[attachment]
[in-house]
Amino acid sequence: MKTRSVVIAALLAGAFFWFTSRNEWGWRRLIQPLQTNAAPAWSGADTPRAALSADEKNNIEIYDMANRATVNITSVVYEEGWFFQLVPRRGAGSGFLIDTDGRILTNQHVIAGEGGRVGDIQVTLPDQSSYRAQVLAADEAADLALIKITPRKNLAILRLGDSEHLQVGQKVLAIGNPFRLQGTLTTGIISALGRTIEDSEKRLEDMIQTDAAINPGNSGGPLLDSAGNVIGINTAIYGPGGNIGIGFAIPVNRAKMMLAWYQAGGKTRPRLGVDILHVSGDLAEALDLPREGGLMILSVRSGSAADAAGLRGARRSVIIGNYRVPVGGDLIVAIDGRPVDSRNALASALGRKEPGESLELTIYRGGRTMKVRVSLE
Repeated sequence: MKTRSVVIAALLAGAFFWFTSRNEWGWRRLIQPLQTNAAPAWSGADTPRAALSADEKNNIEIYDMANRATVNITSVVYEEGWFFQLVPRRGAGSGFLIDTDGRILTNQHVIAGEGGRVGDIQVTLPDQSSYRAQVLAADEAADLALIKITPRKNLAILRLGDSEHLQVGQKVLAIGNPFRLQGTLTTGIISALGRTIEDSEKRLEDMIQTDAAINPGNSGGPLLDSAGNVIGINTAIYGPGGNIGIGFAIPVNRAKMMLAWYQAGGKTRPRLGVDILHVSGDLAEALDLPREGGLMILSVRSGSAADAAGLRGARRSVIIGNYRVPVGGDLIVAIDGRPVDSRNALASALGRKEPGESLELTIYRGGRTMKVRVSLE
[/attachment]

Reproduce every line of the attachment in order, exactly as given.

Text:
[in-house]
Amino acid sequence: MKTRSVVIAALLAGAFFWFTSRNEWGWRRLIQPLQTNAAPAWSGADTPRAALSADEKNNIEIYDMANRATVNITSVVYEEGWFFQLVPRRGAGSGFLIDTDGRILTNQHVIAGEGGRVGDIQVTLPDQSSYRAQVLAADEAADLALIKITPRKNLAILRLGDSEHLQVGQKVLAIGNPFRLQGTLTTGIISALGRTIEDSEKRLEDMIQTDAAINPGNSGGPLLDSAGNVIGINTAIYGPGGNIGIGFAIPVNRAKMMLAWYQAGGKTRPRLGVDILHVSGDLAEALDLPREGGLMILSVRSGSAADAAGLRGARRSVIIGNYRVPVGGDLIVAIDGRPVDSRNALASALGRKEPGESLELTIYRGGRTMKVRVSLE
Repeated sequence: MKTRSVVIAALLAGAFFWFTSRNEWGWRRLIQPLQTNAAPAWSGADTPRAALSADEKNNIEIYDMANRATVNITSVVYEEGWFFQLVPRRGAGSGFLIDTDGRILTNQHVIAGEGGRVGDIQVTLPDQSSYRAQVLAADEAADLALIKITPRKNLAILRLGDSEHLQVGQKVLAIGNPFRLQGTLTTGIISALGRTIEDSEKRLEDMIQTDAAINPGNSGGPLLDSAGNVIGINTAIYGPGGNIGIGFAIPVNRAKMMLAWYQAGGKTRPRLGVDILHVSGDLAEALDLPREGGLMILSVRSGSAADAAGLRGARRSVIIGNYRVPVGGDLIVAIDGRPVDSRNALASALGRKEPGESLELTIYRGGRTMKVRVSLE